Empathy and self-interest have duked it out in many of the Dardenne brothers’ films, but the choice has never been quite so stark as it is in their latest masterwork, Two Days, One Night. Just before the film begins, 16 employees of a solar-panel factory are forced to choose between receiving their annual €1,000 bonus or forgoing it so that Sandra (Marion Cotillard), a co-worker who’s been on a leave of absence while battling clinical depression, can be rehired. Just about everyone opts for the bonus, but charges of voter intimidation by the company foreman, Jean-Marc (Olivier Gourmet), result in plans for a second, secret ballot, scheduled for Monday morning. That gives Sandra the weekend to persuade at least nine of her peers to give up a sizable chunk of change for her benefit. At the urging of her husband, Manu (Fabrizio Rongione), she decides to visit each and every one of them in turn, asking for their support.
So begins an odyssey that, while never leaving a single small Belgian city, will cover just about the entire spectrum of human nature, at least as it relates to this particular moral dilemma. Some have complained that Two Days, One Night feels uncommonly schematic by the Dardennes’ standards, and it’s true that the film has a rigid structure, setting up its scenario at the outset and then just following Sandra from one encounter to the next. But while Sandra’s spiel is more or less identical each time, no two responses are the same. One woman won’t even come to the buzzer, audibly instructing her toddler-aged daughter to tell Sandra she isn’t home. A man who refuses, saying he badly needs the money, nonetheless provides her with the addresses of others, knowing that he’s potentially jeopardizing his bonus by doing so. In the most affecting scene, a soccer coach collapses in tears upon hearing Sandra's request, begging her to forgive him for having voted selfishly the first time. A fight breaks out. A marriage ends. One guy genuinely isn’t home.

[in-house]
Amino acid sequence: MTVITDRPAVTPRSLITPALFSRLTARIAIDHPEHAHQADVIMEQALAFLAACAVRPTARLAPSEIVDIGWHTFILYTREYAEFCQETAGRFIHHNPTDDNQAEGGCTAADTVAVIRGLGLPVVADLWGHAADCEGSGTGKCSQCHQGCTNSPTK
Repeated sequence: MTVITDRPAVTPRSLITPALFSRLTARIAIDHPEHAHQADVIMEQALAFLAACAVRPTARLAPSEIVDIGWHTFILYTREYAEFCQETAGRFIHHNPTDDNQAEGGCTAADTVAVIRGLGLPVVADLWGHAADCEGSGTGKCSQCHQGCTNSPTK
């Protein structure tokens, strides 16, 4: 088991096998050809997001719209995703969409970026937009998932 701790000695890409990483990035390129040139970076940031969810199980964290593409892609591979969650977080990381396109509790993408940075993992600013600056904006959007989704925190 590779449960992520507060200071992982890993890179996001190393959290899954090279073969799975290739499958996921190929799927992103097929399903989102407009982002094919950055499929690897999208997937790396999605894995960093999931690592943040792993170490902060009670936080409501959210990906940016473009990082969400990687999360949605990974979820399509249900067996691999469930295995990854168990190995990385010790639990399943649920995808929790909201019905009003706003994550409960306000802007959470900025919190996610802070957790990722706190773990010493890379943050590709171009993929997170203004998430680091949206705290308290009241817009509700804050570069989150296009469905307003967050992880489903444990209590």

Throughout it all, Sandra does her best to keep it together, which is no easy task. Even for someone in top emotional shape, spending an entire weekend asking lower-middle-class workers to relinquish their bonuses on your behalf would be daunting. For Sandra, who’s constantly popping Xanax to keep herself from sliding into a pit of despair, it’s akin to climbing Mount Everest with a refrigerator strapped to her back. Cotillard plays her not as a Norma Rae-style go-getter, but as a fragile, damaged woman who simply has no choice but to try. And the Dardennes, as if concerned for their protagonist's psyche, hang back a bit with their camera, rather than keeping it constantly glued to the back of her head. Two Days, One Night is so emotionally direct—especially compared to previous Dardennes films like The Son and Lorna’s Silence, in which the characters’ thoughts are often a mystery—that elegant simplicity is the best visual approach.
Last week, Cotillard’s performance as Sandra was cited by The Dissolve as one of the year’s very finest. That’s hardly surprising, not just because she’s superb, but because she’s in virtually every frame—the entire movie is told exclusively from Sandra’s perspective. At the same time, however, what makes Two Days, One Night so special is that it doesn’t feel like a character study of a specific individual, even though Cotillard makes Sandra distinct and unforgettable. Thanks to the Dardennes’ generosity of spirit and the work of a superlative (and ethnically diverse) supporting cast, its overall effect is more all-encompassing. It’s a film that captures humanity at its best and its worst, sometimes simultaneously. Nobody is a hero, though some people act heroically; nobody is a villain, though some people have closed themselves off. Sandra herself is both defeated and persistent, which qualifies as a definition of what it means to be alive, knowing full well that the grave awaits. Does she get her job back? That question is decisively answered—no cute ambiguity here—and the Dardennes come up with a bitter twist that few would anticipates. But the glory of this deeply compassionate triumph is that it doesn’t matter. Only the will to fight matters.